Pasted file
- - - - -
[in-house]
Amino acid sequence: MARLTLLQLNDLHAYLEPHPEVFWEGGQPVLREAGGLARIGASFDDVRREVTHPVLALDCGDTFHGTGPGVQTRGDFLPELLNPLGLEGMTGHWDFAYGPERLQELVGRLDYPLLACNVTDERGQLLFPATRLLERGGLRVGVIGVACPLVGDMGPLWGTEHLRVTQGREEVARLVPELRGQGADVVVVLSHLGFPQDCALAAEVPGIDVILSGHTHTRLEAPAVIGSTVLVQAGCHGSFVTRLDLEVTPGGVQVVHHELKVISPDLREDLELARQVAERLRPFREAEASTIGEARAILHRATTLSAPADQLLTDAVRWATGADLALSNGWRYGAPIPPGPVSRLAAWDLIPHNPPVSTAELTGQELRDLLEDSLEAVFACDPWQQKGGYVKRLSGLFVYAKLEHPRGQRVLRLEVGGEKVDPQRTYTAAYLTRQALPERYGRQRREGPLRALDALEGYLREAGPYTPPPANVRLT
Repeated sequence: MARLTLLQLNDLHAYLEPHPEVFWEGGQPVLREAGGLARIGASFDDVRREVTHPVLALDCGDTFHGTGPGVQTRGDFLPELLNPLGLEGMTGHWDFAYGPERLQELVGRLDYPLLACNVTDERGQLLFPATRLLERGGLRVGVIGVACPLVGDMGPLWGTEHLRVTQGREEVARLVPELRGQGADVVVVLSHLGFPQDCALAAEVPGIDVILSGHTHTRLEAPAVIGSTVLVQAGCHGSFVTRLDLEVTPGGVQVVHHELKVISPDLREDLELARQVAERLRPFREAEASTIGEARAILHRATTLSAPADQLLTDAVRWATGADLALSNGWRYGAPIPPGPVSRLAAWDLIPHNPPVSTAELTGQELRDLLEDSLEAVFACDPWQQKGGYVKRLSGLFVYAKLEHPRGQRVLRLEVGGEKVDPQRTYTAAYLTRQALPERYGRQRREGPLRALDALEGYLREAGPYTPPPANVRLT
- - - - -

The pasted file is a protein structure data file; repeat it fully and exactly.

[in-house]
Amino acid sequence: MARLTLLQLNDLHAYLEPHPEVFWEGGQPVLREAGGLARIGASFDDVRREVTHPVLALDCGDTFHGTGPGVQTRGDFLPELLNPLGLEGMTGHWDFAYGPERLQELVGRLDYPLLACNVTDERGQLLFPATRLLERGGLRVGVIGVACPLVGDMGPLWGTEHLRVTQGREEVARLVPELRGQGADVVVVLSHLGFPQDCALAAEVPGIDVILSGHTHTRLEAPAVIGSTVLVQAGCHGSFVTRLDLEVTPGGVQVVHHELKVISPDLREDLELARQVAERLRPFREAEASTIGEARAILHRATTLSAPADQLLTDAVRWATGADLALSNGWRYGAPIPPGPVSRLAAWDLIPHNPPVSTAELTGQELRDLLEDSLEAVFACDPWQQKGGYVKRLSGLFVYAKLEHPRGQRVLRLEVGGEKVDPQRTYTAAYLTRQALPERYGRQRREGPLRALDALEGYLREAGPYTPPPANVRLT
Repeated sequence: MARLTLLQLNDLHAYLEPHPEVFWEGGQPVLREAGGLARIGASFDDVRREVTHPVLALDCGDTFHGTGPGVQTRGDFLPELLNPLGLEGMTGHWDFAYGPERLQELVGRLDYPLLACNVTDERGQLLFPATRLLERGGLRVGVIGVACPLVGDMGPLWGTEHLRVTQGREEVARLVPELRGQGADVVVVLSHLGFPQDCALAAEVPGIDVILSGHTHTRLEAPAVIGSTVLVQAGCHGSFVTRLDLEVTPGGVQVVHHELKVISPDLREDLELARQVAERLRPFREAEASTIGEARAILHRATTLSAPADQLLTDAVRWATGADLALSNGWRYGAPIPPGPVSRLAAWDLIPHNPPVSTAELTGQELRDLLEDSLEAVFACDPWQQKGGYVKRLSGLFVYAKLEHPRGQRVLRLEVGGEKVDPQRTYTAAYLTRQALPERYGRQRREGPLRALDALEGYLREAGPYTPPPANVRLT